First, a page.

What's the first thing you do when you step foot in a rental car? If you're like most people, you probably hook up your phone. Connected cars offer plenty of features that make your drive more convenient, safer and more entertaining. You can connect your phone for hands-free calling and text messaging, navigation and to play your favorite songs. However, connected cars may also be able to take your phone data and store your private information. Understanding what information your rental car stores and how to get rid of it are essential for keeping your information safe.
When you connect your phone to a rental car, whether that's via Bluetooth or a USB cable, the car may store your phone number, contacts, text messages, web browsing history, and logs of your calls and text messages. It's also common for connected cars to store locations entered in the GPS, so if you enter addresses for your work, home or other personal locations, those could remain in the car's memory. Once the car has this information, future drivers, rental company employees and possibly even hackers may be able to access it. Fortunately, going through a few simple steps can prevent this.
The most important thing you can do is thoroughly delete your data before you return the rental car. Check the settings menu of the car's infotainment system and look for paired devices. Find your phone and delete it. Deleting your phone typically deletes any saved data as well, but check the owner's manual of the car or ask an employee at the rental car company for more information. Another option is checking the settings menu for either a "Clear All User Data" or a factory reset option. If you use GPS at all while driving, check the car's list of saved locations and its location history. If any addresses you visited are saved, delete them.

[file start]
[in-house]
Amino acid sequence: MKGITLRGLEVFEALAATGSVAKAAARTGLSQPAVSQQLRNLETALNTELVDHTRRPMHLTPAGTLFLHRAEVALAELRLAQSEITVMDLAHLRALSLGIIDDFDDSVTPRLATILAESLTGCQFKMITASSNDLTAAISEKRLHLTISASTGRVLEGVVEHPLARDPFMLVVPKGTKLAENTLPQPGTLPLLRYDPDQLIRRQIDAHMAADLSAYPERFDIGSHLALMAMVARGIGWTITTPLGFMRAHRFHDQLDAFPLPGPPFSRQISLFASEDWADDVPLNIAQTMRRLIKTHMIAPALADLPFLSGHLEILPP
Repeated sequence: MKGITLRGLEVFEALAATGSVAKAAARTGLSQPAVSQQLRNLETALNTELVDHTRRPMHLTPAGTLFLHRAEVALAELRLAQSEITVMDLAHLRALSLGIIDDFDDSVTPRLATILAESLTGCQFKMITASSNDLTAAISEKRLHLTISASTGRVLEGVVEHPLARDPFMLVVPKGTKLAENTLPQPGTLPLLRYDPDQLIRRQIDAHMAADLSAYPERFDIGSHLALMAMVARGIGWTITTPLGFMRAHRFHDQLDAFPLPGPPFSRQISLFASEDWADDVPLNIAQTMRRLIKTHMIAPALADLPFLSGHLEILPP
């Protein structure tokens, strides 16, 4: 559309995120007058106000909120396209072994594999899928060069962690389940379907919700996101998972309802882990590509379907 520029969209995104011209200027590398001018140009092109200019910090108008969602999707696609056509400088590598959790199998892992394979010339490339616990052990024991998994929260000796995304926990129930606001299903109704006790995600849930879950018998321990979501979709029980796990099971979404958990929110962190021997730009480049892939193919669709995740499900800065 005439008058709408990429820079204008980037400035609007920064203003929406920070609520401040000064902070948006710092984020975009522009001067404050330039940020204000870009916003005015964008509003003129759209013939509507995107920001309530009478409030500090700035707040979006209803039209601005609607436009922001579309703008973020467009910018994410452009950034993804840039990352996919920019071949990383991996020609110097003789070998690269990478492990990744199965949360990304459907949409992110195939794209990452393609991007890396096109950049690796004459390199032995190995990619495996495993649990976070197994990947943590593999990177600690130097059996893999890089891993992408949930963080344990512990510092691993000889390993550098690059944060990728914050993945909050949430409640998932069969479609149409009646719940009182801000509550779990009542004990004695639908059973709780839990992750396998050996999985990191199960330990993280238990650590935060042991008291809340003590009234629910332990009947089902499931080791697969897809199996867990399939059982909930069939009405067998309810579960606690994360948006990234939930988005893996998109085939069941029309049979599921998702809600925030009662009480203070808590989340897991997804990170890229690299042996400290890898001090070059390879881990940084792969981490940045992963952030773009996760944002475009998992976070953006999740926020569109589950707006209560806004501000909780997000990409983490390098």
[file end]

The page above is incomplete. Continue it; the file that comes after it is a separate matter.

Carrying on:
If all you need is to boost your phone's battery, plugging it in to the cigarette lighter adapter is preferable to plugging it into the USB port. USB connections may automatically transfer your data, while data can't transfer if you use the cigarette lighter adapter. Whenever you connect your phone to the USB port, look for a permissions screen on the infotainment system. This screen is where you determine what the car's system can access on your phone. While you may not see this screen with every car, if you do, only let the car access what's necessary. If you only want to play music but don't need hands-free calling and texting, set your permissions so the car can't access your messages, call logs or contacts. You can also skip the USB port entirely when playing music by opting for an auxiliary cable.
Don't let your information get into the wrong hands. Take preventive measures and spend a couple extra minutes deleting data before returning your rental car. It's well worth the peace of mind.